To learn more about the housing impact of the Public Charge Rule, visit NHLP’s Public Charge Resource page. To learn about the rule more generally, please visit the Protecting Immigrant Families website.

 

HUD'S Proposed Mixed-Status Families Rule

On May 10, 2019, the U.S. Department of Housing and Urban Development (HUD) published a proposed rule that would prohibit “mixed-status" families from living in public and other subsidized housing. Mixed-status families are households that include both members who are eligible and ineligible for housing assistance based on their citizenship/immigration status. Federal statute and regulations allow families to live together in subsidized housing even if one family member is ineligible so long as the housing subsidy is decreased to exclude the ineligible person from the assistance. Importantly, just because a household member is an “ineligible” immigrant, it doesn’t mean that they are undocumented. Immigrants can have legal status and still not be eligible for public housing and Section 8 programs.


The rule would further require all residents under the age of 62 to have their immigration status screened through the Systematic Alien Verification for Entitlements Program (SAVE), which is operated by the U.S. Department of Homeland Security. Families with members who are deemed “ineligible” will be evicted from subsidized housing after 18 months or sooner.


HUD's proposed rule would force families of mixed immigration status to break up to receive housing assistance, to forego assistance altogether, or face termination from the programs. This rule will directly impact thousands of immigrant families’ access to housing and will have a chilling effect that puts thousands more at risk of homelessness. HUD’s own analysis shows that more than 55,000 children, who are either U.S. citizens or otherwise eligible to receive housing benefits, could face eviction under the proposed rule. The proposed rule will continue to engender fear and chaos among immigrants and their families.


While HUD claims the agency proposed the rule out of concern for long wait lists, this rule will reduce the number of subsidies provided to families. By getting rid of mixed-status families, HUD's analysis shows that millions of new dollars would have to be provided to families with all eligible members. To make up for the higher costs, HUD would be forced to reduce the quality and quantity of assisted housing.


The proposed rule will be administratively burdensome to implement for housing authorities and private owners of Section 8-assisted properties. Housing providers will be forced to focus their resources on terminating and evicting families, which will divert resources away from property maintenance and employment-related resident services they already provide. These additional burdens could deter private housing providers from participating in the Section 8 programs, worsening the affordable housing crisis.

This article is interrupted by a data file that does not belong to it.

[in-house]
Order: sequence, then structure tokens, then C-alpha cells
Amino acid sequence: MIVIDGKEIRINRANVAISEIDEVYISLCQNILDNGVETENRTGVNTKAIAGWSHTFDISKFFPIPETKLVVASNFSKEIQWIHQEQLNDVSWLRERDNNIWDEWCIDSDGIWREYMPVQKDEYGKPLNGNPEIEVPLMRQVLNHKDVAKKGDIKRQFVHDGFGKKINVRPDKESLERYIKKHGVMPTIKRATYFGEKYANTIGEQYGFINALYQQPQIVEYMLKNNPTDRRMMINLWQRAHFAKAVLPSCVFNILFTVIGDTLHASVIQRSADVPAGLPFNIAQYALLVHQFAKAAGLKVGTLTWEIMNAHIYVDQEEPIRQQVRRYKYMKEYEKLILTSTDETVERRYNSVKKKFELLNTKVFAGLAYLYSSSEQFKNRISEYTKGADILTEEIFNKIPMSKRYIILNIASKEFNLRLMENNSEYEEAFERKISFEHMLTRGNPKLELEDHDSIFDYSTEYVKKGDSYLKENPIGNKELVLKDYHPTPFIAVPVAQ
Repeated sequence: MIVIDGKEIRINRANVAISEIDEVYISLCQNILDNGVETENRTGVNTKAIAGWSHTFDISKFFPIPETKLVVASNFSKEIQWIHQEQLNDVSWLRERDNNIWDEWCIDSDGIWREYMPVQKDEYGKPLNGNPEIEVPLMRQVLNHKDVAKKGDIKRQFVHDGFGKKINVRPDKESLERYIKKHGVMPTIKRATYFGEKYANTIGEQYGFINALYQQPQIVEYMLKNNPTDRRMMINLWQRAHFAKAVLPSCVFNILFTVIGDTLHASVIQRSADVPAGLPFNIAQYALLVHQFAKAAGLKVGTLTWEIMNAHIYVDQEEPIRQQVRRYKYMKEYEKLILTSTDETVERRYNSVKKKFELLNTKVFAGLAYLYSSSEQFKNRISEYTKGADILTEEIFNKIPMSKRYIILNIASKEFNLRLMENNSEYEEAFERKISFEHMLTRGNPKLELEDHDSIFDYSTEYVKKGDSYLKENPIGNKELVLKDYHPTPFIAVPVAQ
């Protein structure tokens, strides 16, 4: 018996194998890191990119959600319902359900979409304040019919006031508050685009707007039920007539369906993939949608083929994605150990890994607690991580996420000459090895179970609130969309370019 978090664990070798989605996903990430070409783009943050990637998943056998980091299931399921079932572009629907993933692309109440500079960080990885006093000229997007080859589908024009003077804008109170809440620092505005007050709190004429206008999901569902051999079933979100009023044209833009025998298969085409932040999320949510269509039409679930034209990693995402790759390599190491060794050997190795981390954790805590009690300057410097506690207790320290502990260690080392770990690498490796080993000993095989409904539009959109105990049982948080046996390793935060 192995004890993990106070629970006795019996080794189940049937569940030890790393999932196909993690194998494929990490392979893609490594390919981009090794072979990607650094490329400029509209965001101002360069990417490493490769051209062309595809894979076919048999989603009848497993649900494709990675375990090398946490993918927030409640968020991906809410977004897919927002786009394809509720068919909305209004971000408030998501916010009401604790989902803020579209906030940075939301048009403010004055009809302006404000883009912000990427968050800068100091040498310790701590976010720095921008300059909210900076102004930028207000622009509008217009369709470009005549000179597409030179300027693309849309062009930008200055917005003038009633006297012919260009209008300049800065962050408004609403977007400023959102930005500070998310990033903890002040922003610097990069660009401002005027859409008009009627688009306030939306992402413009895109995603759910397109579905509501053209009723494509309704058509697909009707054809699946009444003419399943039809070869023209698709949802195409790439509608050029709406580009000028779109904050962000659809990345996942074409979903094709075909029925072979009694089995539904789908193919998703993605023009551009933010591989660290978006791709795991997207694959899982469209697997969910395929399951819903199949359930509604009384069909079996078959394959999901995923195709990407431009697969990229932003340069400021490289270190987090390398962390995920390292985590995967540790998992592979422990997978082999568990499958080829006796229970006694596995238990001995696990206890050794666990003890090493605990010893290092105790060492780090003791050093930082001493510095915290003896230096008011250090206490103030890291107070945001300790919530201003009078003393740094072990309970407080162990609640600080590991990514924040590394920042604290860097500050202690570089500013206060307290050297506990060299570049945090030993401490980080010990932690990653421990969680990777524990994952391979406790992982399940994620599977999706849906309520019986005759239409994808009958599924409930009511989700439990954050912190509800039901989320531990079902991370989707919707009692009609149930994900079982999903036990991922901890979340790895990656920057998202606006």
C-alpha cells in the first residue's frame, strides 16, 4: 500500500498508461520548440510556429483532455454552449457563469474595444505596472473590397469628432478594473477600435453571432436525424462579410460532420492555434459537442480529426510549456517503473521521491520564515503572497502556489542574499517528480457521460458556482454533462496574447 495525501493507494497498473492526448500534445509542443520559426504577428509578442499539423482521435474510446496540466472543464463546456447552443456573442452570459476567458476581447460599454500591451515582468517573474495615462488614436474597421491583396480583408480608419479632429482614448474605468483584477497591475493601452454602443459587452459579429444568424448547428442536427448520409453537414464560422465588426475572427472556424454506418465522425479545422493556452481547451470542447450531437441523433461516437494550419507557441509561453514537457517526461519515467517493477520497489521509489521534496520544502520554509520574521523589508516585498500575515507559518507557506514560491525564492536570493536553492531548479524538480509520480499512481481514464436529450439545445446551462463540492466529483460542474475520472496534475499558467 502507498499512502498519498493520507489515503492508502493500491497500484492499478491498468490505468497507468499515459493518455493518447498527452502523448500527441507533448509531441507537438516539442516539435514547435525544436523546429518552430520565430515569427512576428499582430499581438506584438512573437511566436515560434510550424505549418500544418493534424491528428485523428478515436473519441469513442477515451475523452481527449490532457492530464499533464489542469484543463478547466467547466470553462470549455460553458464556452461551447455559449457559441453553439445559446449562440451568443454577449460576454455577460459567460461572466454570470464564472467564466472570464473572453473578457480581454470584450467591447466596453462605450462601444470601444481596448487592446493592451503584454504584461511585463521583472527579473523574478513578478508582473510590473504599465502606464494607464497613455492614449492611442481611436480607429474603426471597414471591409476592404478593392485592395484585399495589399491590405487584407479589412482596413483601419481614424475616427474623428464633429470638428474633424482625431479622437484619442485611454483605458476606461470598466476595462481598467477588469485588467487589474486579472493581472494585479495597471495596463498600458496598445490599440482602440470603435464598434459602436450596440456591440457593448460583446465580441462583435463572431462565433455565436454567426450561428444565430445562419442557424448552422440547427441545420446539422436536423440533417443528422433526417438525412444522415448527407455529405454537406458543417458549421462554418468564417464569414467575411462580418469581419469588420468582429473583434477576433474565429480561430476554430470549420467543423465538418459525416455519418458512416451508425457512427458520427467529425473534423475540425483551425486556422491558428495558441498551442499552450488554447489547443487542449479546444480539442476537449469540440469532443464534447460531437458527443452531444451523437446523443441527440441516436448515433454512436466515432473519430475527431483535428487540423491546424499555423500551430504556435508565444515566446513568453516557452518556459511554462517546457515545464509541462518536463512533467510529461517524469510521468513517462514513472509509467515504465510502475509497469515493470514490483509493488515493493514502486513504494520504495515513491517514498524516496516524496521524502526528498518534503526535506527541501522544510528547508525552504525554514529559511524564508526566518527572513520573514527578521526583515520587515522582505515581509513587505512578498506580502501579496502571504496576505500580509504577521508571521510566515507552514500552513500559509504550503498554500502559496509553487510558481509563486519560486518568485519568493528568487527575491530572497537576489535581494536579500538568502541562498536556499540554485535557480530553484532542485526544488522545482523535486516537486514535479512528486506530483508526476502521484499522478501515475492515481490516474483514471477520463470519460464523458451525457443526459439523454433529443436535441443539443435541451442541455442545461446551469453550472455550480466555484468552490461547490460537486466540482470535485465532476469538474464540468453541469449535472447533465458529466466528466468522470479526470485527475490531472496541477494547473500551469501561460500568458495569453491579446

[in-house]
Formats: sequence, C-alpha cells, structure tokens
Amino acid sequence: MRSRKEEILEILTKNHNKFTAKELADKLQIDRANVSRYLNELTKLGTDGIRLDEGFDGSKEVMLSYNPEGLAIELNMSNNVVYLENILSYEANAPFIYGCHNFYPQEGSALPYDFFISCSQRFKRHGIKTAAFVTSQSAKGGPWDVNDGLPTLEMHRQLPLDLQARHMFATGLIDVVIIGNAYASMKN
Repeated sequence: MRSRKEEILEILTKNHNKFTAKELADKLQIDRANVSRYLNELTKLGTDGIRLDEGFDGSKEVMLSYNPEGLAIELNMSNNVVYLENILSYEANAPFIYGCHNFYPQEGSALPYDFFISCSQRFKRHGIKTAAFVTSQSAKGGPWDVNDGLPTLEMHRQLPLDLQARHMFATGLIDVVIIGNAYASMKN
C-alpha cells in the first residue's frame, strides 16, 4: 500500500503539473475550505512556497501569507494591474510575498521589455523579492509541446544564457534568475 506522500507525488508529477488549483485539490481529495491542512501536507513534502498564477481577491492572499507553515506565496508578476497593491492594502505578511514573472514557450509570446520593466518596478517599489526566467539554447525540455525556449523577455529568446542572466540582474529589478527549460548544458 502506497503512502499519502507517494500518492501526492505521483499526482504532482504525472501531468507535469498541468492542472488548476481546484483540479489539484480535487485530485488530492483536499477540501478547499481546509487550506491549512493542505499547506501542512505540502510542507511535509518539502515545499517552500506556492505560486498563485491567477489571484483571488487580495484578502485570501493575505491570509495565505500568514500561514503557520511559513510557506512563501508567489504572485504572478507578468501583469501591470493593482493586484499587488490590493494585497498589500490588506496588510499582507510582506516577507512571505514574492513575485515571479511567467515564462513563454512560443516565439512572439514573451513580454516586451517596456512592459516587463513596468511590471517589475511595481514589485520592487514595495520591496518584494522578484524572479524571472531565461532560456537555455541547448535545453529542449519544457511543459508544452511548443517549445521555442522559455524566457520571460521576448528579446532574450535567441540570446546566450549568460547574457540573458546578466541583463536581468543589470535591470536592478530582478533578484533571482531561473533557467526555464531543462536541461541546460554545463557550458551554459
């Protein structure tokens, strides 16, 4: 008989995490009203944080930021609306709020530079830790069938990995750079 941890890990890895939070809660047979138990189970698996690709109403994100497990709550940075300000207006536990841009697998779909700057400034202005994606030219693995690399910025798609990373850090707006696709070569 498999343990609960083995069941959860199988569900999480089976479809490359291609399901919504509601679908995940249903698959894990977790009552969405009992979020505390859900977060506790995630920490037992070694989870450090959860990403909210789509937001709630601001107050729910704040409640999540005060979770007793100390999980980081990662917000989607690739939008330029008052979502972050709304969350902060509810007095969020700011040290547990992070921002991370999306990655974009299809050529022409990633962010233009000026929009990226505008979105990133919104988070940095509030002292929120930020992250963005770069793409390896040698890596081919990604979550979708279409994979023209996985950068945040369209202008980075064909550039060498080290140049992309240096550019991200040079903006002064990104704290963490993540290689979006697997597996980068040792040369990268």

The public comment period for this rule ended July 9, 2019. Thanks to your advocacy, more than 30,000 individuals and organizations submitted comments on the proposed HUD rule. HUD is now drafting a final rule and must respond to all the submitted comments. The opposition to the proposal from individuals, organizations, and elected officials has been overwhelming and historic. The last time a HUD proposal garnered significant public attention resulted in just over 1,000 public comments. 


Currently, the KFT campaign is working with partners and allies to organize meetings with the Office of Information and Regulatory Affairs (OIRA) when the rule is finalized by HUD. These meetings provide another opportunity to voice your opposition to the proposal and add information to the administrative record. If you are interested in participating in an OIRA meeting, contact nporter@nhlp.org.

 
DOJ's Proposed Public Charge Rule on Deportation
 

The U.S. Department of Justice (DOJ) has drafted a proposed rule related to deportation on public charge grounds. This is a distinct rule from the U.S. Department of Homeland Security (DHS) public charge rule on inadmissibility that was finalized on August 14, 2019. While the proposed rule has not yet been officially published, DOJ has sent the proposed rule to the U.S. Office of Management and Budget (OMB), and it is expected to be published in the near future.


To learn more about the DOJ’s Public Charge Rule please see this fact sheet from the Protecting Immigrant Families Campaign.

RHS's Proposed Mixed-Status Families Rule

The U.S. Department of Agriculture’s Rural Housing Service (RHS) is currently developing a proposed rule on citizenship requirements for the agency's multifamily housing programs. The proposed rule will likely prohibit mixed-status immigrant families from receiving housing assistance from some RHS programs, including the Rural Development (RD) Voucher program and rental assistance for the Section 515 and Section 514/516 programs. Please stay tuned for more information about the proposed rule in the coming weeks.